Not the financial elite, however. Woolfe, a barrister, is the UKIP’s City of London spokesman, where he is able to draw on his experience as a legal adviser for Mercury Jove Advisers, which advises hedge funds, banks, property developers and oil companies. He is also head of the UKIP’s Black & Minority Ethnic Association and previously stood for election as Manchester police commissioner.

Woolfe presented himself as the champion of small business against the larger corporations, which he complained were the sole beneficiaries of the EU. One of Woolfe’s remits is to investigate the impact of EU regulation on smaller companies for the UKIP.

While criticising the growth of unemployment and poverty in Greece and Spain caused by EU austerity policies, he counterpoised “free trade agreements” and an end to “regulation” as the supposed remedy.

Strikingly, Woolfe also insisted that there should be no more “left/right” divide over such questions, citing so-called “lefts” Labour veteran Tony Benn and Bob Crow, former leader of the Rail, Maritime and Transport union (both recently deceased), for their opposition to the EU. In the same vein, he name-checked new Trades Union Congress president Mohammed Taj, who had agreed there “is no fiscal benefit to the UK from migration.”

Alongside Stogia in favour of the EU was Juergen Maier, managing director at Siemens UK and Ireland.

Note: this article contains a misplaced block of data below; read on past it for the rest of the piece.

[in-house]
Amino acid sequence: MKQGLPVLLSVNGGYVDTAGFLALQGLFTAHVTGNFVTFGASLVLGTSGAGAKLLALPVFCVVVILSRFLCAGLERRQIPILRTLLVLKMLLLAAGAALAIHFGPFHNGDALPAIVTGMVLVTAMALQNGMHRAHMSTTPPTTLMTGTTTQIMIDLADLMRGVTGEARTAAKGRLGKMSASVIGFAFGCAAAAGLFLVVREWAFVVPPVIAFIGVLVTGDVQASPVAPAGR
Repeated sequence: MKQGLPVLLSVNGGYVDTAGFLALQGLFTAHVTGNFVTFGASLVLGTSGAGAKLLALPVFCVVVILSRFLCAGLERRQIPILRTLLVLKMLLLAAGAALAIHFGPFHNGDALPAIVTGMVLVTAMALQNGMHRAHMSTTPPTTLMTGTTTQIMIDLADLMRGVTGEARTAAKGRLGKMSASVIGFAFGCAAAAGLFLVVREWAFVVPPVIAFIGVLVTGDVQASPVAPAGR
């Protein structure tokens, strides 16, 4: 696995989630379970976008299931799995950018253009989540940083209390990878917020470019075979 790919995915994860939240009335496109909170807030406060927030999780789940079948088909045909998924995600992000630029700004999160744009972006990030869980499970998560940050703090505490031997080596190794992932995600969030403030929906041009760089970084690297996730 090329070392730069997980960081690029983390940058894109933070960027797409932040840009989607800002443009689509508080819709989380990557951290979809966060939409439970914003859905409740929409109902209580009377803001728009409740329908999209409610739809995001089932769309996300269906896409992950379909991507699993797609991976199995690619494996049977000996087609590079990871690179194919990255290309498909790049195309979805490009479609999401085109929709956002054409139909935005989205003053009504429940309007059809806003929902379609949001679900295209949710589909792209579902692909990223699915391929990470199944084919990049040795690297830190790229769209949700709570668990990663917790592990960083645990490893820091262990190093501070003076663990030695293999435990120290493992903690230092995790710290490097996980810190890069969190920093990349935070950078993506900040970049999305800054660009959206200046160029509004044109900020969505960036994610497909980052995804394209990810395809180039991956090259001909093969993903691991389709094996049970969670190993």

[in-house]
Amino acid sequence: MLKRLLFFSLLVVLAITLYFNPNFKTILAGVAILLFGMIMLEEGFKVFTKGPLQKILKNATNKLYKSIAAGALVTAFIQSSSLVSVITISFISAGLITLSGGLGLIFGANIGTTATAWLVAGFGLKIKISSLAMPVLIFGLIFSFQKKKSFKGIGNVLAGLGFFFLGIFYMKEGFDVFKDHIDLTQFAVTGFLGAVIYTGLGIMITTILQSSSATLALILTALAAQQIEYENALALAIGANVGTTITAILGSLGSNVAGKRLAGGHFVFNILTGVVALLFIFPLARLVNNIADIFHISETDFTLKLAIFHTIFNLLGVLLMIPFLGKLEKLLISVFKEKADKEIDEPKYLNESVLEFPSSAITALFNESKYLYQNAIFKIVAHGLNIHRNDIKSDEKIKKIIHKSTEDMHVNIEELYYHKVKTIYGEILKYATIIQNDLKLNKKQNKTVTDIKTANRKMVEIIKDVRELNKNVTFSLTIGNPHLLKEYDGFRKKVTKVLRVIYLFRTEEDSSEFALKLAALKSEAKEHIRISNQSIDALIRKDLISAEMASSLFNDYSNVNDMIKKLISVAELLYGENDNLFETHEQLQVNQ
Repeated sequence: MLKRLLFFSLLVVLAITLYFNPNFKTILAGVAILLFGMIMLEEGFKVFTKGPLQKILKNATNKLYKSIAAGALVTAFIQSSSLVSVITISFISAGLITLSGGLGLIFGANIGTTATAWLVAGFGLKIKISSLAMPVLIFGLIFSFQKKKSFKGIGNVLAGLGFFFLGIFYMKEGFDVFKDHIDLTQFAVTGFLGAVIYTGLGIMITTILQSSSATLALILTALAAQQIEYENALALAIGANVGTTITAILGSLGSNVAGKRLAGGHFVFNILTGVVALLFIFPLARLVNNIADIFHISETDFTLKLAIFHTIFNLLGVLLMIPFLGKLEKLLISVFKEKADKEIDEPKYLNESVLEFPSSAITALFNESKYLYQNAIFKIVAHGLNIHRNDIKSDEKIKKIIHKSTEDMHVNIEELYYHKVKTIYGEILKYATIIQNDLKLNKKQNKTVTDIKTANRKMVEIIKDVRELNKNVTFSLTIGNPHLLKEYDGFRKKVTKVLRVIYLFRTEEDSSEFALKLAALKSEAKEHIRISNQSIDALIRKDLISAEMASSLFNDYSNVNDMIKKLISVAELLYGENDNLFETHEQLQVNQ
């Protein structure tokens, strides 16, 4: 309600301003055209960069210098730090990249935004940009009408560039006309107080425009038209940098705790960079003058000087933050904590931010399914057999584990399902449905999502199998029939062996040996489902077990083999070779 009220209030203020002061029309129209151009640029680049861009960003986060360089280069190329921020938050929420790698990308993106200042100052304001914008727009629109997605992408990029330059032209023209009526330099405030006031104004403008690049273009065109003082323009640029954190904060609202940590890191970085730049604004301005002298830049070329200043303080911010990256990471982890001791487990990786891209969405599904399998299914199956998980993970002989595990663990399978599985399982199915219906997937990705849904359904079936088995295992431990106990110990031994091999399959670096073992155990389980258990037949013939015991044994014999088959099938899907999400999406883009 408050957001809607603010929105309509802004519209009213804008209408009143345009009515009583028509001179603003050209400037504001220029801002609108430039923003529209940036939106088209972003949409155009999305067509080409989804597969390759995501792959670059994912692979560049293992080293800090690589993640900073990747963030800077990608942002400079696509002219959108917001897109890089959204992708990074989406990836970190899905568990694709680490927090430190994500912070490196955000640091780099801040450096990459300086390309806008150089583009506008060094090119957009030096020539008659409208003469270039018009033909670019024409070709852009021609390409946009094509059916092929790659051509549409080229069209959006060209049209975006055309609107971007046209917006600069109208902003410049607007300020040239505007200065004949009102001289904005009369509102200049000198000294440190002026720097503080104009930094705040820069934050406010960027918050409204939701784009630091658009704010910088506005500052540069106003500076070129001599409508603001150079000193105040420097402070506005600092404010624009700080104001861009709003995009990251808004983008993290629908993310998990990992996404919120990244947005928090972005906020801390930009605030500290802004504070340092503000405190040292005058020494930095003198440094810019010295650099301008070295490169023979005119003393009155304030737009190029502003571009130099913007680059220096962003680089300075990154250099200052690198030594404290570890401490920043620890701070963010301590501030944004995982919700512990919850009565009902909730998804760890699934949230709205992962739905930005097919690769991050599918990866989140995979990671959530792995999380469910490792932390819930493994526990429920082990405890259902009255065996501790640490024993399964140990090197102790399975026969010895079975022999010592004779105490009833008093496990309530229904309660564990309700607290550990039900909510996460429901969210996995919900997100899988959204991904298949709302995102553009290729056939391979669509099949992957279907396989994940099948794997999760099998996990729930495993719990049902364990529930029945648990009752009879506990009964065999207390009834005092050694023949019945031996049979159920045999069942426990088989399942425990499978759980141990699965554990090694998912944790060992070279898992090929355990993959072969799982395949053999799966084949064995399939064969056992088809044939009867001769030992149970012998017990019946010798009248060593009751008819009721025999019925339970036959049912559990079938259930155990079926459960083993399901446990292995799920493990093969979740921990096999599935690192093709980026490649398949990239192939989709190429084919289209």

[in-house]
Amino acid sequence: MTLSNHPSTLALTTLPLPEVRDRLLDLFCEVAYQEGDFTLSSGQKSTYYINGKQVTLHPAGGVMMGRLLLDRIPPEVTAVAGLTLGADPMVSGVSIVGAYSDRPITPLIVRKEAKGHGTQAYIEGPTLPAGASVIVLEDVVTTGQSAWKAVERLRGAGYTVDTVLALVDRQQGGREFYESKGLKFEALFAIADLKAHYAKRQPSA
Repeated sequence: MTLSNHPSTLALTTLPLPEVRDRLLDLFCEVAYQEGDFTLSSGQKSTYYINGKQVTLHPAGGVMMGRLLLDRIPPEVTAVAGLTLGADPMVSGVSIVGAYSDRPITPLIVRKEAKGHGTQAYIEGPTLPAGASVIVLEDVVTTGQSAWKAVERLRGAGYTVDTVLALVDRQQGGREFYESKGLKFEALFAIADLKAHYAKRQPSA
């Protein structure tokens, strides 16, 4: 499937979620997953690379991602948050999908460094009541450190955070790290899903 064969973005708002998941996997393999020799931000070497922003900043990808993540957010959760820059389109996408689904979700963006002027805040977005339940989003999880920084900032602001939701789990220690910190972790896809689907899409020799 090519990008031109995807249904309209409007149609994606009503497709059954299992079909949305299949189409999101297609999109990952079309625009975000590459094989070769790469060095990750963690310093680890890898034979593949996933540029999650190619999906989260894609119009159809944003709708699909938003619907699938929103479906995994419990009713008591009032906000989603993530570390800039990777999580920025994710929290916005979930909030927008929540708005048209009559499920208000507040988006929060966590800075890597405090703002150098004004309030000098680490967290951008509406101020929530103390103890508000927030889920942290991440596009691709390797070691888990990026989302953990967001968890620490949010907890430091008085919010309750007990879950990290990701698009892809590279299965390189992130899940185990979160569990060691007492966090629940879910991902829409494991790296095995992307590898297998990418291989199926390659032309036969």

Maier, who is originally from Austria, cited the reduction in business regulations as the prime benefit of the EU, along with significant subsidies to Siemens, including help with Research & Development.

Withdrawal from the EU would mean “tariffs would go up 10-30 percent. I would have to drop wages, increase productivity, the government deflates the currency (which would cut living standards) or we close down our 13 factories. The quickest way would be to cut wages”, he said.

“The UK receives the biggest share of inward investment. It’s seen as a good way to trade with Europe. Don’t ruin it”, he concluded.

Backing Woolfe was Matthew Elliot, chief executive officer of Business for Britain, which describes itself as an “independent, non-partisan campaign involving people from all parties and none, run by business for business” and committed to renegotiating “the terms of Britain’s membership of the EU.”

Elliot insisted that a referendum must be held on British membership in the EU, so as to “start talking” about negotiating a “new arrangement”.

It should be noted that Elliott was the former campaign director for “No to AV”, which argued against the introduction of a form of proportional representation into British elections in the 2011 referendum on the issue. Although described as a cross-party organisation, it was funded almost exclusively by Conservative Party donors. This is the reality of the anti-EU right-wingers’ claims to be the defenders of democracy.

Present in the audience was Paul Mitchell, representing the Socialist Equality Party’s campaign in the North West constituency.

Mitchell denounced the Labour candidate for deliberately ignoring the plight of Greek workers, and the threats being made by the EU against Russia. He said that there is no difference fundamentally between Labour’s policies and those of the UKIP, both of which represent different avenues by which the ruling class is seeking to slash workers’ living standards and swell corporate profits.

At this point, the moderator interrupted to state, “I guess your question to the panel is ‘what about the workers?!’ ” The question was not answered.